Morning smoking may up cancer risk: study
- Rajnath Singh has assured us 'Ae Dil Hai Mushkil' will release without violence: Mukesh Bhatt
- Kerala man is key ISIS ‘recruiter’ luring Indian volunteers to Afghanistan
- US Elections 2016: Donald Trump refuses to commit he will accept election results
- Bhubaneswar fire: SIT directs Enforcement Directorate probe in hospital trust finances
- Jammu-Kashmir: Six terrorists attack BSF post in Samba, India retaliates
Smoking a cigarette immediately after waking up in the morning may increase the risk of developing lung or oral cancer, a new study has warned.
"We found that smokers who consume cigarettes immediately after waking have higher levels of NNAL - a metabolite of the tobacco-specific carcinogen NNK - in their blood than smokers who refrain from smoking a half hour or more after waking, regardless of how many cigarettes they smoke per day," said Steven Branstetter, assistant professor of biobehavioural health in Pennsylvania State University.
According to Branstetter, other research has shown that NNK induces lung tumours in several rodent species. Levels of NNAL in the blood can therefore predict lung cancer risk in rodents as well as in humans.
In addition, NNAL levels are stable in smokers over time, and a single measurement can accurately reflect an individual's exposure.
Branstetter and his colleague Joshua Muscat, professor of public health sciences, examined data on 1,945 smoking adult participants from the National Health and Nutrition Examination Survey who had provided urine samples for analysis of NNAL.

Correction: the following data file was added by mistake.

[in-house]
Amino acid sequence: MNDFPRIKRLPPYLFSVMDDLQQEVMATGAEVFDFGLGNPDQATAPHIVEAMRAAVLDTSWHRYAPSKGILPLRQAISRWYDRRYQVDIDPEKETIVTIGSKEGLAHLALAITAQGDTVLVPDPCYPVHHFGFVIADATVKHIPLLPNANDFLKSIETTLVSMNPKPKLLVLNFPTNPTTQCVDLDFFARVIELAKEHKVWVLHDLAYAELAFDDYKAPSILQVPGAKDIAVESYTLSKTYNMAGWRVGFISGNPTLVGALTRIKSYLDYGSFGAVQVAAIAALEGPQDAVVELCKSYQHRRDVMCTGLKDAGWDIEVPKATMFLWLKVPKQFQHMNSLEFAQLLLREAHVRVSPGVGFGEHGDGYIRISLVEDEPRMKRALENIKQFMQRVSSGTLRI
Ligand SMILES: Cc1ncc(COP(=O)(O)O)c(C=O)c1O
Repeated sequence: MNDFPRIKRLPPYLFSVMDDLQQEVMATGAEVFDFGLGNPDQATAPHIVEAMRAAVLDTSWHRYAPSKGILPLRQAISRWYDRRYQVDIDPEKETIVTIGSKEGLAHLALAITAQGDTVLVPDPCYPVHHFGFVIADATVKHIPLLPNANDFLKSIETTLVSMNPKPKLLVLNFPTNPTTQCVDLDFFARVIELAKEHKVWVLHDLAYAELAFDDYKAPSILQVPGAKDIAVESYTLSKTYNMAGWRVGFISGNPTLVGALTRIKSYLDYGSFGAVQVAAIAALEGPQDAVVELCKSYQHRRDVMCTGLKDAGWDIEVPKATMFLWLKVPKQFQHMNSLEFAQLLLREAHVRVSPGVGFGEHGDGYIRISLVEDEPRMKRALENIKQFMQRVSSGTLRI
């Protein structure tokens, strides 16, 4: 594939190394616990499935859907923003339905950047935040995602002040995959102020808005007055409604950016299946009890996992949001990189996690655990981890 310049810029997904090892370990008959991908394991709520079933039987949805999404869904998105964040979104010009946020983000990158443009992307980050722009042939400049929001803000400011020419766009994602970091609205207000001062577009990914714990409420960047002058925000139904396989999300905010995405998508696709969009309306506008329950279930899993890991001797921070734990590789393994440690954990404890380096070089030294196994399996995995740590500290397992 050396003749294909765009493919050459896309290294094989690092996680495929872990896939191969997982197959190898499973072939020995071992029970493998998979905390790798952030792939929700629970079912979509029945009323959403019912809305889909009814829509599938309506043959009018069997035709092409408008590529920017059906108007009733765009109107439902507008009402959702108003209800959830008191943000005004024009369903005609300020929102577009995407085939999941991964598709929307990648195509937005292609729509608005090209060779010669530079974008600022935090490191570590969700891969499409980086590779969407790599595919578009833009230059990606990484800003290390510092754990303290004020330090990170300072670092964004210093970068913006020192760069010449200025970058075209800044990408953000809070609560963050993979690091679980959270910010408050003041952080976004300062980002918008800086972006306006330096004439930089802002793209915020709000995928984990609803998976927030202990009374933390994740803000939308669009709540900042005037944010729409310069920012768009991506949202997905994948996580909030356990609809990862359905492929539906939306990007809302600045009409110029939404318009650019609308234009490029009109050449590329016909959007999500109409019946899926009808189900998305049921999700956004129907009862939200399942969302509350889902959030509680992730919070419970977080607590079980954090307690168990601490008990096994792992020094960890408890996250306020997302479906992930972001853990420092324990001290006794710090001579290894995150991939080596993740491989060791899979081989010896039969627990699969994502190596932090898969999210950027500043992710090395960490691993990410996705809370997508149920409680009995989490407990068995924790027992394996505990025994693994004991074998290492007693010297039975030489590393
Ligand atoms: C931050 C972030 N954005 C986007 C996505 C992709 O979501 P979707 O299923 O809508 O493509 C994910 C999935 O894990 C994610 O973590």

These participants also had provided information about their smoking behaviour, including how soon they typically smoked after waking.
The researchers found that around 32 per cent of the participants they examined smoked their first cigarette of the day within 5 minutes of waking; 31 per cent smoked within 6 to 30 minutes of waking; 18 per cent smoked within 31 to 60 minutes of waking; and 19 per cent smoked more than one hour after waking.
In addition, the researchers found that the NNAL level in the participants' blood was correlated with the participants' age, the age they started smoking, their gender and whether or not another smoker lived in their home, among other factors.
"Most importantly, we found that NNAL level was highest among people who smoked the soonest upon waking, regardless of the frequency of smoking and other factors that predict NNAL concentrations," Branstetter said.
- Khurram Parvez jailing appears unjust, against govt’s self-interest in troubled Kashmir
- Under PM Modi, new synergy between India’s economic & foreign policy
- Climate justice must be ingrained in rules of new climate compacts
- Despite his outrageous views, Donald Trump represents hope to many Americans
- One advantage of redefining military action as surgery is that it mobilises rhetoric of health
- SC stand on triple talaq remains to be seen